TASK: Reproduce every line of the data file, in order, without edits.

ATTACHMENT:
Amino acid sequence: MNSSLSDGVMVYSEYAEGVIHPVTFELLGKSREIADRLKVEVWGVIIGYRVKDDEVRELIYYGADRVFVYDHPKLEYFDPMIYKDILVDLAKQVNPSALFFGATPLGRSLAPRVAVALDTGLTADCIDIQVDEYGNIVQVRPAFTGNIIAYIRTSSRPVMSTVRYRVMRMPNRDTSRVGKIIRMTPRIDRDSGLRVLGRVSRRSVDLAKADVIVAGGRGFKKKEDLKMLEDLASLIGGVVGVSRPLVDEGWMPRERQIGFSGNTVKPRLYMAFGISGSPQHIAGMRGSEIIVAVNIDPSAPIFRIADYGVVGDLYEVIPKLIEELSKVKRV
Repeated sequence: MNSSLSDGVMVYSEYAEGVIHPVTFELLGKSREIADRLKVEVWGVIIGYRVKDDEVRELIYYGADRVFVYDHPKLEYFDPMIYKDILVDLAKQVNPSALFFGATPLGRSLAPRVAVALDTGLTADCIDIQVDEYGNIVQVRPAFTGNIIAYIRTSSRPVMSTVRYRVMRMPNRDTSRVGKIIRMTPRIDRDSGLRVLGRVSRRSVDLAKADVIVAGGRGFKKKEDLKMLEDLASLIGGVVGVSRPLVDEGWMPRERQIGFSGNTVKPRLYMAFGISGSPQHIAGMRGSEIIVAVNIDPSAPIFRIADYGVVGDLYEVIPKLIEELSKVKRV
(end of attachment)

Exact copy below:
Amino acid sequence: MNSSLSDGVMVYSEYAEGVIHPVTFELLGKSREIADRLKVEVWGVIIGYRVKDDEVRELIYYGADRVFVYDHPKLEYFDPMIYKDILVDLAKQVNPSALFFGATPLGRSLAPRVAVALDTGLTADCIDIQVDEYGNIVQVRPAFTGNIIAYIRTSSRPVMSTVRYRVMRMPNRDTSRVGKIIRMTPRIDRDSGLRVLGRVSRRSVDLAKADVIVAGGRGFKKKEDLKMLEDLASLIGGVVGVSRPLVDEGWMPRERQIGFSGNTVKPRLYMAFGISGSPQHIAGMRGSEIIVAVNIDPSAPIFRIADYGVVGDLYEVIPKLIEELSKVKRV
Repeated sequence: MNSSLSDGVMVYSEYAEGVIHPVTFELLGKSREIADRLKVEVWGVIIGYRVKDDEVRELIYYGADRVFVYDHPKLEYFDPMIYKDILVDLAKQVNPSALFFGATPLGRSLAPRVAVALDTGLTADCIDIQVDEYGNIVQVRPAFTGNIIAYIRTSSRPVMSTVRYRVMRMPNRDTSRVGKIIRMTPRIDRDSGLRVLGRVSRRSVDLAKADVIVAGGRGFKKKEDLKMLEDLASLIGGVVGVSRPLVDEGWMPRERQIGFSGNTVKPRLYMAFGISGSPQHIAGMRGSEIIVAVNIDPSAPIFRIADYGVVGDLYEVIPKLIEELSKVKRV